Text Box: FLAUTIST autographs
Text Box: HARMONIE AUTOGRAPHS AND MUSIC INC.

MUSIC AUTOGRAPHS & ANTIQUARIAN
Text Box: MUSIC AUTOGRAPHS AND EPHEMERA BOUGHT AND SOLD

Phone: 212-860-5541  *  Fax: 917-677-8247

 

Price: $150.00

MINT CONDITION

Autographed 6.5” x 11” presentation style photograph of the great Czech flautist, conductor, composer, musicologist and administrator, October 5, 1975.  The mounted image to heavy stock is a half tone image with his ensemble Ars Reviva in the background.

Munclinger (1923-1986) was born into an artistic family, his Father was the well known Czech operatic bass Josef Munclinger, his mother Lenka Honty was a Slovakian legitimate stage actress and his uncle was Tibor Honty a well known Slovakian photographer.  The flautist was admitted to the Prague Conservatory in 1942 where he studied flute with Jaroslav Cizek and Rudolf Cerny, composition with Alois Haba and conducting with Vaclav Talich.  He graduated first with a bachelors and then in 1950 with a masters from the Conservatory and a second masters degree in 1952 from Charles University. From 1946 to 1948 he was Talich’s assistant with his Czech Chamber Orchestra, the life time of the ensemble until the Czech government shut it down. He also was an apprentice during his conservatory years with the Silesian Philharmonic and the Leipzig Gewandhaus Orchestra. In 1951, knowing of Munclinger’s interest in early music, Vaclav Talich encouraged him to form Ars Rediviva.  His wife, the concert pianist Viktorie Svihlikova gave up her important career on the piano recital and concert stage to devote herself to harpsichord and clavichord with the new ensemble.  At the time, only the French really had an affinity for such music which had been championed mainly by the Casadesus family.  So Munclinger was at the cutting edge of the early music revival.  He found not only a large audience for early music in Prague and then Czechoslovakia, but throughout Europe and eventually the United States.  Munclinger as a musicologist also spent time digging through libraries to find treatises on early music and performance practices and edited and translated them for publication in Czechoslovakia.  In 1951, Munclinger was introduced to Jean-Pierre Rampal who was to become a teacher of sorts, fellow musicologist, colleague and life-long friend.  Many of Rampal’s recordings of early music were made with Munclinger conducting the Ars Rediviva ensemble. Their first major sessions in 1955 won a Grande Prix du Disque for their recording Music Antiqua Bohemica. The catalog of their work together is quite large.  Munclinger also introduced Rampal to the composer Jindrich Feld who wrote a concerto for the flautist.  Their work together resulted in printed editions of composers works which had not been published in several centuries with Bärenreiter in Germany, IMC in New York and Supraphon in the Czech Republic. (Supraphon is generally known as a recording house but also has a music publishing wing.)  There are fabulous recordings of Munclinger acting as both flute soloist and conductor with the Ars Rediviva ensemble playing the Vivaldi flute concertos, the Wilhelm Bach Trio Sonata, the J.S. Bach Trio Sonata, and the C. P. Bach Trio Sonatas.  They are all splendid recordings and are in glorious sound and well worth your listening time.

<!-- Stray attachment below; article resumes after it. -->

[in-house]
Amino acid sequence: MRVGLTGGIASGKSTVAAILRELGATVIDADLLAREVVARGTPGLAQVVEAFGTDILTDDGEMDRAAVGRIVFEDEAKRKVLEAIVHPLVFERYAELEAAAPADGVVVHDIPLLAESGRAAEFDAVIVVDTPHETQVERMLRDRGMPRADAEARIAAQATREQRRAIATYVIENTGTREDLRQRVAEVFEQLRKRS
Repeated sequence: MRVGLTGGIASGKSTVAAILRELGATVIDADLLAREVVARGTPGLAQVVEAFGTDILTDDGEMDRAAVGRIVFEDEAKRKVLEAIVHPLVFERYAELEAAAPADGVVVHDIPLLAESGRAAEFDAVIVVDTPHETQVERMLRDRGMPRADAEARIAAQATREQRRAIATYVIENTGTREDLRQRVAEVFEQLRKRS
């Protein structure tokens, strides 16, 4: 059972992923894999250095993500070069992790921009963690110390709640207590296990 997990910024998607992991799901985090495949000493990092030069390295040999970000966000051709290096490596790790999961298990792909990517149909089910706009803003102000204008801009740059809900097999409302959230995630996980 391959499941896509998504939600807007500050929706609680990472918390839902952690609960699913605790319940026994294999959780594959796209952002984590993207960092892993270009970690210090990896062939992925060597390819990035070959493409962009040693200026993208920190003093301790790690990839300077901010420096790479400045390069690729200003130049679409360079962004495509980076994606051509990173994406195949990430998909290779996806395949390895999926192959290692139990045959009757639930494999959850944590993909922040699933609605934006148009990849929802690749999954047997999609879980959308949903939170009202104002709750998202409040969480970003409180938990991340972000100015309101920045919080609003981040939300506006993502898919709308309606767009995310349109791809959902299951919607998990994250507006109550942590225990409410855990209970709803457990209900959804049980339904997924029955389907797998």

This Czech collection has yielded some very interesting items.  In our thirty five years of collecting and then dealing over the past twenty, we have not seen this great musicians autograph offered.

MILAN MUNCLINGER – FLAUTIST